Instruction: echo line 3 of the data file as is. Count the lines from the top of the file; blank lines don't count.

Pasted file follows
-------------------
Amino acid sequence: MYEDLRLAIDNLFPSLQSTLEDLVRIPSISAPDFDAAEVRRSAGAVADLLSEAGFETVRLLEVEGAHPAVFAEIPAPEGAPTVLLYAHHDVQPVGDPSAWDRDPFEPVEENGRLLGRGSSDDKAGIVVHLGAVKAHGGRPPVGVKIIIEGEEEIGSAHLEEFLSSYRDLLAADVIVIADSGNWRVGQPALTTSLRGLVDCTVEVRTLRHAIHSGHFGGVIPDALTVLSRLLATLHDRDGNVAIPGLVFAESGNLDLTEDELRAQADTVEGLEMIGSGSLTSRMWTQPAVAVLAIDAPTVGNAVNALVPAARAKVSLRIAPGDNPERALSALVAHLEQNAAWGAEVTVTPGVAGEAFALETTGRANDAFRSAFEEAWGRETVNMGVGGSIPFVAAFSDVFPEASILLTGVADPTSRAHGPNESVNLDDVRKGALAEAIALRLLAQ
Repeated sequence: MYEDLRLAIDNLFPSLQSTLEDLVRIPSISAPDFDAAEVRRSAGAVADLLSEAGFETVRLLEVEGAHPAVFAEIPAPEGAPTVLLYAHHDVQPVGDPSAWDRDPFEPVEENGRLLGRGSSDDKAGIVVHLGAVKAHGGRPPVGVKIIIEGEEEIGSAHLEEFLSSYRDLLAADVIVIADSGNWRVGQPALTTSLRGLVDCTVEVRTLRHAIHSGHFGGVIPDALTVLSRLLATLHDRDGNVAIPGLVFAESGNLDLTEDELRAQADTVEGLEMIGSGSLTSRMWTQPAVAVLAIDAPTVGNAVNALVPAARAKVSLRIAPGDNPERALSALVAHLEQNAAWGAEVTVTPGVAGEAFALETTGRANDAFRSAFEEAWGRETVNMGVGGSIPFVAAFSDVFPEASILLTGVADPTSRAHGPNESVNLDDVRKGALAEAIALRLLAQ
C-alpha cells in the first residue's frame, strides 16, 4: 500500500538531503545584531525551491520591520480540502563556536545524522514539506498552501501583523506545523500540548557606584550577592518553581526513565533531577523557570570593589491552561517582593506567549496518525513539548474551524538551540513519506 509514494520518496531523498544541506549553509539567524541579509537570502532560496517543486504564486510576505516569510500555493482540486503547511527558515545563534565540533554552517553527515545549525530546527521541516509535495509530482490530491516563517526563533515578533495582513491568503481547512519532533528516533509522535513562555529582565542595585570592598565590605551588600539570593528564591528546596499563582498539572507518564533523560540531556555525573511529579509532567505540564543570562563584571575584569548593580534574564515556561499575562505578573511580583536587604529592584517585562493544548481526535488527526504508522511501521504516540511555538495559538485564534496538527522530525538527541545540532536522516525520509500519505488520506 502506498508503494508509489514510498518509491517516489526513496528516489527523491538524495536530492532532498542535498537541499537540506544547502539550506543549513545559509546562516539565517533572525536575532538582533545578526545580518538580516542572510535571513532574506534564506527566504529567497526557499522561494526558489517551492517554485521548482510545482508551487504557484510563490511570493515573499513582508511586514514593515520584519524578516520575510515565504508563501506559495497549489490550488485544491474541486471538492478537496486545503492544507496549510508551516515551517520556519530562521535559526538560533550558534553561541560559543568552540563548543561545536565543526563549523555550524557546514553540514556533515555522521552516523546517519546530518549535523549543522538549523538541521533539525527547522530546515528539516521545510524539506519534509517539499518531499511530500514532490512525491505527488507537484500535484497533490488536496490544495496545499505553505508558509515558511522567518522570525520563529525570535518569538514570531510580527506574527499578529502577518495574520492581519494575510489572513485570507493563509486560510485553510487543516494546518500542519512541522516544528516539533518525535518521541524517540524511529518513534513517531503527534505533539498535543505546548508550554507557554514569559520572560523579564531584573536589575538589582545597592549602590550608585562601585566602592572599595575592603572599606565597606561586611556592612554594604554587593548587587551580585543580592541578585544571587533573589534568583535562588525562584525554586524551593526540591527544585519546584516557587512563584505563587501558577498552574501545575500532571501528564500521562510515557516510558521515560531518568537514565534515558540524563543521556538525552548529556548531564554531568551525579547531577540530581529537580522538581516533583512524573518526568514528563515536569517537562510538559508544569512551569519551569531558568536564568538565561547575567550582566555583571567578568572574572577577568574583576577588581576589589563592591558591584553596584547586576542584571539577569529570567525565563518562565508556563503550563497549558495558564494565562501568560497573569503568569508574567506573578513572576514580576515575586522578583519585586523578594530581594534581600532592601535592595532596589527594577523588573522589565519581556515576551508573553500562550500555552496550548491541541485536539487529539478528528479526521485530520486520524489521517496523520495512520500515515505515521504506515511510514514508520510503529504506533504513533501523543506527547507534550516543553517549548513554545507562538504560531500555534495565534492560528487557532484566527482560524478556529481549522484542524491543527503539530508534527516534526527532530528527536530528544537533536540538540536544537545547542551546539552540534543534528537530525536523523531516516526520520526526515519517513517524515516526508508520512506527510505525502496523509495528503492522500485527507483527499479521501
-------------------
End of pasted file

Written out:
C-alpha cells in the first residue's frame, strides 16, 4: 500500500538531503545584531525551491520591520480540502563556536545524522514539506498552501501583523506545523500540548557606584550577592518553581526513565533531577523557570570593589491552561517582593506567549496518525513539548474551524538551540513519506 509514494520518496531523498544541506549553509539567524541579509537570502532560496517543486504564486510576505516569510500555493482540486503547511527558515545563534565540533554552517553527515545549525530546527521541516509535495509530482490530491516563517526563533515578533495582513491568503481547512519532533528516533509522535513562555529582565542595585570592598565590605551588600539570593528564591528546596499563582498539572507518564533523560540531556555525573511529579509532567505540564543570562563584571575584569548593580534574564515556561499575562505578573511580583536587604529592584517585562493544548481526535488527526504508522511501521504516540511555538495559538485564534496538527522530525538527541545540532536522516525520509500519505488520506 502506498508503494508509489514510498518509491517516489526513496528516489527523491538524495536530492532532498542535498537541499537540506544547502539550506543549513545559509546562516539565517533572525536575532538582533545578526545580518538580516542572510535571513532574506534564506527566504529567497526557499522561494526558489517551492517554485521548482510545482508551487504557484510563490511570493515573499513582508511586514514593515520584519524578516520575510515565504508563501506559495497549489490550488485544491474541486471538492478537496486545503492544507496549510508551516515551517520556519530562521535559526538560533550558534553561541560559543568552540563548543561545536565543526563549523555550524557546514553540514556533515555522521552516523546517519546530518549535523549543522538549523538541521533539525527547522530546515528539516521545510524539506519534509517539499518531499511530500514532490512525491505527488507537484500535484497533490488536496490544495496545499505553505508558509515558511522567518522570525520563529525570535518569538514570531510580527506574527499578529502577518495574520492581519494575510489572513485570507493563509486560510485553510487543516494546518500542519512541522516544528516539533518525535518521541524517540524511529518513534513517531503527534505533539498535543505546548508550554507557554514569559520572560523579564531584573536589575538589582545597592549602590550608585562601585566602592572599595575592603572599606565597606561586611556592612554594604554587593548587587551580585543580592541578585544571587533573589534568583535562588525562584525554586524551593526540591527544585519546584516557587512563584505563587501558577498552574501545575500532571501528564500521562510515557516510558521515560531518568537514565534515558540524563543521556538525552548529556548531564554531568551525579547531577540530581529537580522538581516533583512524573518526568514528563515536569517537562510538559508544569512551569519551569531558568536564568538565561547575567550582566555583571567578568572574572577577568574583576577588581576589589563592591558591584553596584547586576542584571539577569529570567525565563518562565508556563503550563497549558495558564494565562501568560497573569503568569508574567506573578513572576514580576515575586522578583519585586523578594530581594534581600532592601535592595532596589527594577523588573522589565519581556515576551508573553500562550500555552496550548491541541485536539487529539478528528479526521485530520486520524489521517496523520495512520500515515505515521504506515511510514514508520510503529504506533504513533501523543506527547507534550516543553517549548513554545507562538504560531500555534495565534492560528487557532484566527482560524478556529481549522484542524491543527503539530508534527516534526527532530528527536530528544537533536540538540536544537545547542551546539552540534543534528537530525536523523531516516526520520526526515519517513517524515516526508508520512506527510505525502496523509495528503492522500485527507483527499479521501